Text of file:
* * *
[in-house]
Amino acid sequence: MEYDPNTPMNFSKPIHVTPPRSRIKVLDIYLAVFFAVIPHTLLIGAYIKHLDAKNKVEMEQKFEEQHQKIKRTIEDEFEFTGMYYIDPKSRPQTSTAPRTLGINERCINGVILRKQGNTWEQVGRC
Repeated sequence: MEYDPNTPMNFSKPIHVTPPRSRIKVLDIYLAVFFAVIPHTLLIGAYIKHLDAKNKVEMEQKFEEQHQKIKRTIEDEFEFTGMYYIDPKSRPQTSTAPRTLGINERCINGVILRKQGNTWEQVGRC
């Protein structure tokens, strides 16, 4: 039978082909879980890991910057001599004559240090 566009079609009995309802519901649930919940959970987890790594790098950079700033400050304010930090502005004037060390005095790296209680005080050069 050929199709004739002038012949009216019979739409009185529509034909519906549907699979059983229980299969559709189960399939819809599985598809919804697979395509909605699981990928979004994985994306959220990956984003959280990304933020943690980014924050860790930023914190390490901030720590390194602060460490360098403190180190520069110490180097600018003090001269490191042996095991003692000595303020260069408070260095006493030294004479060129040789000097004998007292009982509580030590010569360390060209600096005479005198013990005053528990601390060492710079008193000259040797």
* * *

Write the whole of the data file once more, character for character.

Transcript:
[in-house]
Amino acid sequence: MEYDPNTPMNFSKPIHVTPPRSRIKVLDIYLAVFFAVIPHTLLIGAYIKHLDAKNKVEMEQKFEEQHQKIKRTIEDEFEFTGMYYIDPKSRPQTSTAPRTLGINERCINGVILRKQGNTWEQVGRC
Repeated sequence: MEYDPNTPMNFSKPIHVTPPRSRIKVLDIYLAVFFAVIPHTLLIGAYIKHLDAKNKVEMEQKFEEQHQKIKRTIEDEFEFTGMYYIDPKSRPQTSTAPRTLGINERCINGVILRKQGNTWEQVGRC
């Protein structure tokens, strides 16, 4: 039978082909879980890991910057001599004559240090 566009079609009995309802519901649930919940959970987890790594790098950079700033400050304010930090502005004037060390005095790296209680005080050069 050929199709004739002038012949009216019979739409009185529509034909519906549907699979059983229980299969559709189960399939819809599985598809919804697979395509909605699981990928979004994985994306959220990956984003959280990304933020943690980014924050860790930023914190390490901030720590390194602060460490360098403190180190520069110490180097600018003090001269490191042996095991003692000595303020260069408070260095006493030294004479060129040789000097004998007292009982509580030590010569360390060209600096005479005198013990005053528990601390060492710079008193000259040797």